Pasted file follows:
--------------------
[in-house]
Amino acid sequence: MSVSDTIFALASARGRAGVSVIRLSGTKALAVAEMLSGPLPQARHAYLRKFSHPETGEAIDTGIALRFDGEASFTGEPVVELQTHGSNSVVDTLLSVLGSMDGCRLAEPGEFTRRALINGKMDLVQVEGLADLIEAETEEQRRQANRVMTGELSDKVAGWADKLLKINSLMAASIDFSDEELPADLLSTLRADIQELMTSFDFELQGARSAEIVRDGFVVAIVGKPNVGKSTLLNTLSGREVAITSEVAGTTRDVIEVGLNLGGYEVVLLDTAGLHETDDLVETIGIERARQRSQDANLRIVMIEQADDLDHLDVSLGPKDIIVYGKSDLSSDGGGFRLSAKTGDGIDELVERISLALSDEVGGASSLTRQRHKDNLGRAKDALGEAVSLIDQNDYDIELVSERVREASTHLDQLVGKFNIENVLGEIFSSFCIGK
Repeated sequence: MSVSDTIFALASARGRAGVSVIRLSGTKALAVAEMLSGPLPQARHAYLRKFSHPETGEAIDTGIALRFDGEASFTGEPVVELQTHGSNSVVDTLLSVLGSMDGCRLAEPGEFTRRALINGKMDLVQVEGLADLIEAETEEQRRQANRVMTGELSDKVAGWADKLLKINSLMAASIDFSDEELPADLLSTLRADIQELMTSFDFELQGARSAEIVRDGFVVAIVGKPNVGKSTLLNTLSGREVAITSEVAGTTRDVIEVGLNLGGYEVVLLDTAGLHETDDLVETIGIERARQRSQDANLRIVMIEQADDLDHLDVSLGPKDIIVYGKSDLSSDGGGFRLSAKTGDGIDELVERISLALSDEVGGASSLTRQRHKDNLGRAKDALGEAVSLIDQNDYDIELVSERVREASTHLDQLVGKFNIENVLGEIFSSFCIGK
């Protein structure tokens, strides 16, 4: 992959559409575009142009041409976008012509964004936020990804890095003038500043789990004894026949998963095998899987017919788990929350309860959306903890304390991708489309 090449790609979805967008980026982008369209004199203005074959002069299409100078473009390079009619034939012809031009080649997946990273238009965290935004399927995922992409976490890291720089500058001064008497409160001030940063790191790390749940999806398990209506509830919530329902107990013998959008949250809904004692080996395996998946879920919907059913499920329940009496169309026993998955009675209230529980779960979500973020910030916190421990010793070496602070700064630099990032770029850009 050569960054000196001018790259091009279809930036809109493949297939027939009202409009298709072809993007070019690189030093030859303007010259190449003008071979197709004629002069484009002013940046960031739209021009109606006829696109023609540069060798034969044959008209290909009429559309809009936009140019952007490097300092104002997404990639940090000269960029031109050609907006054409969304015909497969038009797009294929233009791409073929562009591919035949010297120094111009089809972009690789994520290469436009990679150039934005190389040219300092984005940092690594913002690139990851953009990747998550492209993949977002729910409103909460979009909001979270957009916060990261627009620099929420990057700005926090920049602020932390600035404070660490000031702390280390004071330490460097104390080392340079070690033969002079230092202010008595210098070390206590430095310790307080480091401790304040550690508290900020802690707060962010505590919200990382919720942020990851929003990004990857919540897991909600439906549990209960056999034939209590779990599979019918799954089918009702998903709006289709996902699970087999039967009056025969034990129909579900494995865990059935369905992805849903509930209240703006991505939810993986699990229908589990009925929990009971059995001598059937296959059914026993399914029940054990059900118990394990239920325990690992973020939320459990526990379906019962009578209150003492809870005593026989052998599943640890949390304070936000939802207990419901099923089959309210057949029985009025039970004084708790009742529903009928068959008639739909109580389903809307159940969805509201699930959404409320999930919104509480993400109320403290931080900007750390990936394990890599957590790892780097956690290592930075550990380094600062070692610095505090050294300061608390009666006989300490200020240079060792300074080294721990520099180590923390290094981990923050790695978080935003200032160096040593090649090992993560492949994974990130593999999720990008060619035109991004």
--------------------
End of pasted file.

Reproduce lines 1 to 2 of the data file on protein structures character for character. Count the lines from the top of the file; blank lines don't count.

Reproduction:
[in-house]
Amino acid sequence: MSVSDTIFALASARGRAGVSVIRLSGTKALAVAEMLSGPLPQARHAYLRKFSHPETGEAIDTGIALRFDGEASFTGEPVVELQTHGSNSVVDTLLSVLGSMDGCRLAEPGEFTRRALINGKMDLVQVEGLADLIEAETEEQRRQANRVMTGELSDKVAGWADKLLKINSLMAASIDFSDEELPADLLSTLRADIQELMTSFDFELQGARSAEIVRDGFVVAIVGKPNVGKSTLLNTLSGREVAITSEVAGTTRDVIEVGLNLGGYEVVLLDTAGLHETDDLVETIGIERARQRSQDANLRIVMIEQADDLDHLDVSLGPKDIIVYGKSDLSSDGGGFRLSAKTGDGIDELVERISLALSDEVGGASSLTRQRHKDNLGRAKDALGEAVSLIDQNDYDIELVSERVREASTHLDQLVGKFNIENVLGEIFSSFCIGK